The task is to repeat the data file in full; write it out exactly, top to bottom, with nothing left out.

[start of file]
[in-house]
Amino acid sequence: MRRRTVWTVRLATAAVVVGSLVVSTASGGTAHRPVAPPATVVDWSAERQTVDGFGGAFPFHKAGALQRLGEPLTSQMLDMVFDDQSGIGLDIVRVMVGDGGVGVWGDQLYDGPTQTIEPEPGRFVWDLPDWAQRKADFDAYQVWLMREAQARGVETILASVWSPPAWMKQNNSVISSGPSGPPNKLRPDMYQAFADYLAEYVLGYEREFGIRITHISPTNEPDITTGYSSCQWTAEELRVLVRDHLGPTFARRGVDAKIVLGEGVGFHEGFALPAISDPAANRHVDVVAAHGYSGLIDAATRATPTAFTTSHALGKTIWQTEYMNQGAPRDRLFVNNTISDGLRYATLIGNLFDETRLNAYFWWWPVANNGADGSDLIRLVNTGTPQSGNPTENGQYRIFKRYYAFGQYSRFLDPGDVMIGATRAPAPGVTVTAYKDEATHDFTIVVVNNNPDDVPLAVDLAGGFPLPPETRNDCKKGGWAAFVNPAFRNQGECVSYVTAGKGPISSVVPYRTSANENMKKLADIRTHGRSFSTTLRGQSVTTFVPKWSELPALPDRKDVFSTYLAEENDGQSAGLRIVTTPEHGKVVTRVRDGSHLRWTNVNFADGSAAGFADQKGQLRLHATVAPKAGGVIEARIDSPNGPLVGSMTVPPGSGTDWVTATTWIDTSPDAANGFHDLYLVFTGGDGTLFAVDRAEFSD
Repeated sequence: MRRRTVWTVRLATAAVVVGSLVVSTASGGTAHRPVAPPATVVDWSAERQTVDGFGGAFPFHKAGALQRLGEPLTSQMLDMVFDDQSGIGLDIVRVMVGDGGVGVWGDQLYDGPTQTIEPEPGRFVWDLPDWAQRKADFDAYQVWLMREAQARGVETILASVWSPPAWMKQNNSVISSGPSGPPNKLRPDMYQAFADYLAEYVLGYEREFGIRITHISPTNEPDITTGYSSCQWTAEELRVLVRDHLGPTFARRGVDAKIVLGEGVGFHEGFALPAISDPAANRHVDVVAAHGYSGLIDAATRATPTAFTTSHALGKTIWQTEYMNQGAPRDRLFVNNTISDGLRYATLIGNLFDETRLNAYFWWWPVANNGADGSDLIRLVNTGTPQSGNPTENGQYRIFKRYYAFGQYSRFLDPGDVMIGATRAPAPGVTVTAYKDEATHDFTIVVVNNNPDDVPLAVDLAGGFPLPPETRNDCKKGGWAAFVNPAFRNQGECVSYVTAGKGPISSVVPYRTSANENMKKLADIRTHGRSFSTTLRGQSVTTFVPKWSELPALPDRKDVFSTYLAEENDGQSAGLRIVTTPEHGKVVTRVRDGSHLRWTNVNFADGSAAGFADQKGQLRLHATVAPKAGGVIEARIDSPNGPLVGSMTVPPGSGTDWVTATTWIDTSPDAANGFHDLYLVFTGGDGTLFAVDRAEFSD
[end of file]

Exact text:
[in-house]
Amino acid sequence: MRRRTVWTVRLATAAVVVGSLVVSTASGGTAHRPVAPPATVVDWSAERQTVDGFGGAFPFHKAGALQRLGEPLTSQMLDMVFDDQSGIGLDIVRVMVGDGGVGVWGDQLYDGPTQTIEPEPGRFVWDLPDWAQRKADFDAYQVWLMREAQARGVETILASVWSPPAWMKQNNSVISSGPSGPPNKLRPDMYQAFADYLAEYVLGYEREFGIRITHISPTNEPDITTGYSSCQWTAEELRVLVRDHLGPTFARRGVDAKIVLGEGVGFHEGFALPAISDPAANRHVDVVAAHGYSGLIDAATRATPTAFTTSHALGKTIWQTEYMNQGAPRDRLFVNNTISDGLRYATLIGNLFDETRLNAYFWWWPVANNGADGSDLIRLVNTGTPQSGNPTENGQYRIFKRYYAFGQYSRFLDPGDVMIGATRAPAPGVTVTAYKDEATHDFTIVVVNNNPDDVPLAVDLAGGFPLPPETRNDCKKGGWAAFVNPAFRNQGECVSYVTAGKGPISSVVPYRTSANENMKKLADIRTHGRSFSTTLRGQSVTTFVPKWSELPALPDRKDVFSTYLAEENDGQSAGLRIVTTPEHGKVVTRVRDGSHLRWTNVNFADGSAAGFADQKGQLRLHATVAPKAGGVIEARIDSPNGPLVGSMTVPPGSGTDWVTATTWIDTSPDAANGFHDLYLVFTGGDGTLFAVDRAEFSD
Repeated sequence: MRRRTVWTVRLATAAVVVGSLVVSTASGGTAHRPVAPPATVVDWSAERQTVDGFGGAFPFHKAGALQRLGEPLTSQMLDMVFDDQSGIGLDIVRVMVGDGGVGVWGDQLYDGPTQTIEPEPGRFVWDLPDWAQRKADFDAYQVWLMREAQARGVETILASVWSPPAWMKQNNSVISSGPSGPPNKLRPDMYQAFADYLAEYVLGYEREFGIRITHISPTNEPDITTGYSSCQWTAEELRVLVRDHLGPTFARRGVDAKIVLGEGVGFHEGFALPAISDPAANRHVDVVAAHGYSGLIDAATRATPTAFTTSHALGKTIWQTEYMNQGAPRDRLFVNNTISDGLRYATLIGNLFDETRLNAYFWWWPVANNGADGSDLIRLVNTGTPQSGNPTENGQYRIFKRYYAFGQYSRFLDPGDVMIGATRAPAPGVTVTAYKDEATHDFTIVVVNNNPDDVPLAVDLAGGFPLPPETRNDCKKGGWAAFVNPAFRNQGECVSYVTAGKGPISSVVPYRTSANENMKKLADIRTHGRSFSTTLRGQSVTTFVPKWSELPALPDRKDVFSTYLAEENDGQSAGLRIVTTPEHGKVVTRVRDGSHLRWTNVNFADGSAAGFADQKGQLRLHATVAPKAGGVIEARIDSPNGPLVGSMTVPPGSGTDWVTATTWIDTSPDAANGFHDLYLVFTGGDGTLFAVDRAEFSD